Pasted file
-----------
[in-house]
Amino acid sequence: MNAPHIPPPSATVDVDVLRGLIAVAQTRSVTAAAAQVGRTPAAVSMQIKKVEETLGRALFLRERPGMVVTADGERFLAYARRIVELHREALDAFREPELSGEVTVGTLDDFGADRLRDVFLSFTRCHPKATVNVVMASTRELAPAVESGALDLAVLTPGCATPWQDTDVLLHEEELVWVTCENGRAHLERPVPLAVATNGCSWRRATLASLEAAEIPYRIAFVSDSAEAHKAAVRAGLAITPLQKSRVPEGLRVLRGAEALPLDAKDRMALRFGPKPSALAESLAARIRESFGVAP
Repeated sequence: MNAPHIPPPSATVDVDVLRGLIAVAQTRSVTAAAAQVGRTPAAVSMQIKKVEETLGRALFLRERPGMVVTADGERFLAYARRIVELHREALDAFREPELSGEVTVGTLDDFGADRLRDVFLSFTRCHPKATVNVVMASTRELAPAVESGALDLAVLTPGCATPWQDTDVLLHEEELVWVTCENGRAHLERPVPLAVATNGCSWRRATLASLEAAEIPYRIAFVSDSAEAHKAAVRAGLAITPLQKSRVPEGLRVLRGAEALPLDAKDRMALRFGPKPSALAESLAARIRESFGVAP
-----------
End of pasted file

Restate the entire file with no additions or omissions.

[in-house]
Amino acid sequence: MNAPHIPPPSATVDVDVLRGLIAVAQTRSVTAAAAQVGRTPAAVSMQIKKVEETLGRALFLRERPGMVVTADGERFLAYARRIVELHREALDAFREPELSGEVTVGTLDDFGADRLRDVFLSFTRCHPKATVNVVMASTRELAPAVESGALDLAVLTPGCATPWQDTDVLLHEEELVWVTCENGRAHLERPVPLAVATNGCSWRRATLASLEAAEIPYRIAFVSDSAEAHKAAVRAGLAITPLQKSRVPEGLRVLRGAEALPLDAKDRMALRFGPKPSALAESLAARIRESFGVAP
Repeated sequence: MNAPHIPPPSATVDVDVLRGLIAVAQTRSVTAAAAQVGRTPAAVSMQIKKVEETLGRALFLRERPGMVVTADGERFLAYARRIVELHREALDAFREPELSGEVTVGTLDDFGADRLRDVFLSFTRCHPKATVNVVMASTRELAPAVESGALDLAVLTPGCATPWQDTDVLLHEEELVWVTCENGRAHLERPVPLAVATNGCSWRRATLASLEAAEIPYRIAFVSDSAEAHKAAVRAGLAITPLQKSRVPEGLRVLRGAEALPLDAKDRMALRFGPKPSALAESLAARIRESFGVAP